Sep 15, 2010

First Chili of the Season

First Chili of the Season

It’s rainy and grey outside. Perfect weather for a big pot of soul-warming chili. And so it happened; I cooked the first chili of the season marking autumn’s official arrival.

Sorry to those of you mourning the end of summer, but I love this time of year. When it gets so chilly you have to light the fireplace (a fireplace DVD counts, right?) and lots of candles at night. When the colors of nature get all warm and earthy. When you cook hearty stews, soups and casseroles while the rain hits the window pane and the wind howls. Wonderful!

I took a different route this time. Normally I’d use store-bought ground beef, but I decided to put some work into it and I ran stewing steak through the meat grinder. Big difference! Huge difference in flavor. Now is not the time to show restraint in spices. Quite the contrary, you have to use a liberal amount when making chili. I did. And it was out of this world good.

Ingredients:

Chili:

2 pounds stewing steak (or ground beef)
1 large onion (mine was a sweet onion)
1 green bell pepper
2 garlic cloves
1 can diced tomatoes
2 cups beef broth
1 can tomato paste
1 tbsp maple syrup
1 tbsp worcestershiresauce
1 tbsp white vinegar
2 bay leaves
1 tbsp brown sugar

Seasoning:

1 tbsp hot chili powder (or 2 tbsp medium)
2 tsp ground cumin
2 tsp cocoa powder
1/4 tsp nutmeg
1 tbsp Lawry’s seasoned salt
1/4 tsp black pepper
1 tsp onion powder
2 tsp paprika powder
2 tsp oregano

Optional: jalapeños (topping)
Optional: kidney beans


Directions:

Told you I used a liberal amount. I bet you’re real glad I’ve put it all in one storyboard! Combine all spices listed in the Seasoning list and give it a good stir.
First Chili of the Season

I only had a sweet onion on hand, it worked beautifully. Finely mince the onion, bell pepper (mine were small, so I used two) and grate the garlic.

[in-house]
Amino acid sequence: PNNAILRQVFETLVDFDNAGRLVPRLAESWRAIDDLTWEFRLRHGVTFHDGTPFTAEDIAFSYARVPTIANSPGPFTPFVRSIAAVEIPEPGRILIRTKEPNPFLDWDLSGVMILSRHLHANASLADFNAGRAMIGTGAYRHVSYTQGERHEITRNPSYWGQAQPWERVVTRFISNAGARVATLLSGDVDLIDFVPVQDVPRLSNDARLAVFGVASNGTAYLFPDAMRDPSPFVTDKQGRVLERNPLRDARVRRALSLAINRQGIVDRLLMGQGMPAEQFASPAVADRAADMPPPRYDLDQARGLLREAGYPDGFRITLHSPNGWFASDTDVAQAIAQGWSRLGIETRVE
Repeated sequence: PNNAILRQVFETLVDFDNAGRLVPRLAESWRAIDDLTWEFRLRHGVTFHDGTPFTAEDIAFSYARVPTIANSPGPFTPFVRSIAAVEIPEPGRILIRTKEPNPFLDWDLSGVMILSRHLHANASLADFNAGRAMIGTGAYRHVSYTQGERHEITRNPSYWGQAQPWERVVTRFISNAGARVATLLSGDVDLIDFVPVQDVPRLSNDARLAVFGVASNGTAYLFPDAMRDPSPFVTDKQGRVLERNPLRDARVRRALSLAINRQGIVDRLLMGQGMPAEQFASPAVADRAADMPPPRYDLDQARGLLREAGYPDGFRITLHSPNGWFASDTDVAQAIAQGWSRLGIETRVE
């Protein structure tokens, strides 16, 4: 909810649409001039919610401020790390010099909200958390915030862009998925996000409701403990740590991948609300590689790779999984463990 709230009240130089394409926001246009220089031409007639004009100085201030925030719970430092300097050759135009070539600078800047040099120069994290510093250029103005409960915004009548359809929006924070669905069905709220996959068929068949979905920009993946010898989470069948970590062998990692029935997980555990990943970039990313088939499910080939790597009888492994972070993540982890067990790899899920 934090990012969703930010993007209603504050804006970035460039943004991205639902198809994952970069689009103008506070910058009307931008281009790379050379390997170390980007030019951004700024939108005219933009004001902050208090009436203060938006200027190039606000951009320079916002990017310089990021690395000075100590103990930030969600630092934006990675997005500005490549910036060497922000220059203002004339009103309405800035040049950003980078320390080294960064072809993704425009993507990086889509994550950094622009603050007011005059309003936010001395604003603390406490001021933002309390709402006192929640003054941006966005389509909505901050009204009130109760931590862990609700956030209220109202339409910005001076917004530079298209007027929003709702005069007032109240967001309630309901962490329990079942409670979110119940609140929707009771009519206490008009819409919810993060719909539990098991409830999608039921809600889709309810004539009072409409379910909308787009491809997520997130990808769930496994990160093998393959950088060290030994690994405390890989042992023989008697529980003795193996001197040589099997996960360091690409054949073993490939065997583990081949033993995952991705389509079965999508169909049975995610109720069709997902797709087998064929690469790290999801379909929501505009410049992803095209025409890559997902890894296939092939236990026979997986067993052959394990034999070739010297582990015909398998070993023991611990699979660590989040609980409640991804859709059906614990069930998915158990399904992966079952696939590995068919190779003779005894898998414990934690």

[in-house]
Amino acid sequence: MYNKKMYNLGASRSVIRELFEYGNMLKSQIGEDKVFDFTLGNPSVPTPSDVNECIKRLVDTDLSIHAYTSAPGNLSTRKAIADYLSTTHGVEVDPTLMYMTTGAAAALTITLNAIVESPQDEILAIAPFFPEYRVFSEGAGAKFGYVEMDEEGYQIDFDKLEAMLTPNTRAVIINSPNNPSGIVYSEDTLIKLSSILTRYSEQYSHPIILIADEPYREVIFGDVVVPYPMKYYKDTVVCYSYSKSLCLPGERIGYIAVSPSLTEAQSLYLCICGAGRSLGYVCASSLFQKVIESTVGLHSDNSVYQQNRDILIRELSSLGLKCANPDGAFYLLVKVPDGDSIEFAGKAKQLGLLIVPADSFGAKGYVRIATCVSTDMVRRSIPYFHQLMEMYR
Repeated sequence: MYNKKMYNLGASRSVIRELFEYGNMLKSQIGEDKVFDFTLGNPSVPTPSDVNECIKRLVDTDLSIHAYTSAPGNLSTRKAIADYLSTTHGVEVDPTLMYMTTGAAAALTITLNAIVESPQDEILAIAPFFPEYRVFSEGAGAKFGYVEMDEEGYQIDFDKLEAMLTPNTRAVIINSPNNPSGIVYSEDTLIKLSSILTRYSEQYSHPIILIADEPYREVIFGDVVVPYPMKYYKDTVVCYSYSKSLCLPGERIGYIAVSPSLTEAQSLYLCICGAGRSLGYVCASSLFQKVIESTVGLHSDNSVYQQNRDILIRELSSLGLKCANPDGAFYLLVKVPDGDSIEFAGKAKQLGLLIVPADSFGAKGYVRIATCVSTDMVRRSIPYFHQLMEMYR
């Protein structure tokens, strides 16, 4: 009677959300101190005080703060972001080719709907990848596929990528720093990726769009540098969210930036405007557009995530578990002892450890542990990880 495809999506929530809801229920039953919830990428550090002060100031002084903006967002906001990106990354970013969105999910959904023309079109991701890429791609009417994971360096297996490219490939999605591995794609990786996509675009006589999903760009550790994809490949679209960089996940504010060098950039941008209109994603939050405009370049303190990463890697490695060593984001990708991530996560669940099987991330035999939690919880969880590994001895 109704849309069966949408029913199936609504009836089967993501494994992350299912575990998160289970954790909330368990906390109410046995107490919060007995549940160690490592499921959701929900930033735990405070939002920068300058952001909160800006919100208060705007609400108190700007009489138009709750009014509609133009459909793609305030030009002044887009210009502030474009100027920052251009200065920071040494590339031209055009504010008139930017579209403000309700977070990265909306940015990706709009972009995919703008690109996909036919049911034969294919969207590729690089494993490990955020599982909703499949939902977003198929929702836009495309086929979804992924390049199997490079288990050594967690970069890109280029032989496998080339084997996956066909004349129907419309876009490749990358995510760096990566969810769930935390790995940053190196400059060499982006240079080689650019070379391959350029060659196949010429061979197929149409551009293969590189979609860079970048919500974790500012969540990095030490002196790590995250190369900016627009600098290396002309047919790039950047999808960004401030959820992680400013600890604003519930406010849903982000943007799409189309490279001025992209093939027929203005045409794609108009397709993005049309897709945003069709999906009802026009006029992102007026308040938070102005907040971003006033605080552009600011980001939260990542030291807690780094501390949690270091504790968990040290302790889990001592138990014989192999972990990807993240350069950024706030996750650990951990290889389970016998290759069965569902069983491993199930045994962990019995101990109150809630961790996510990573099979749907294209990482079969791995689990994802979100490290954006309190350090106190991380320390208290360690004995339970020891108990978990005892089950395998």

First Chili of the Season

It was time the beast—as I so lovingly call it—made an appearance.
First Chili of the Season

I had 2 pounds stewing steak (riblappen for the Dutchies) in the fridge. It was perfect for the job. You could also finely mince it. Or use ground beef instead.
First Chili of the Season

But I decided to make my own ground beef. After all, what’s the fun in being a foodie if you can’t make stuff like this yourself? I cut it in coarse pieces.
First Chili of the Season

And there it went.
First Chili of the Season

And I ended up with a big pile of this. I thought it was still a bit too coarse.
First Chili of the Season

So I ran it through the meat grinder once more.
First Chili of the Season

It was perfect like this!
First Chili of the Season

Heat some oil or butter and sauté the onion for 2 minutes before adding the bell pepper and garlic. Give it 4 more minutes.
First Chili of the Season

Add the ground beef and cook it ‘til it loses its rawness. Don’t overcook it or you’ll change the structure of the meat too much!
First Chili of the Season

Add the tomato puree and spices and give it 30 seconds while stirring it into the ground beef. Pour in the diced tomatoes and beef broth.
First Chili of the Season

Normally I add Molasses to dishes like these, but I was fresh out. I hate it when that happens. Unfortunately it’s not an item you can simply run to the store for here. So I opted for maple syrup. It worked like a charm!
First Chili of the Season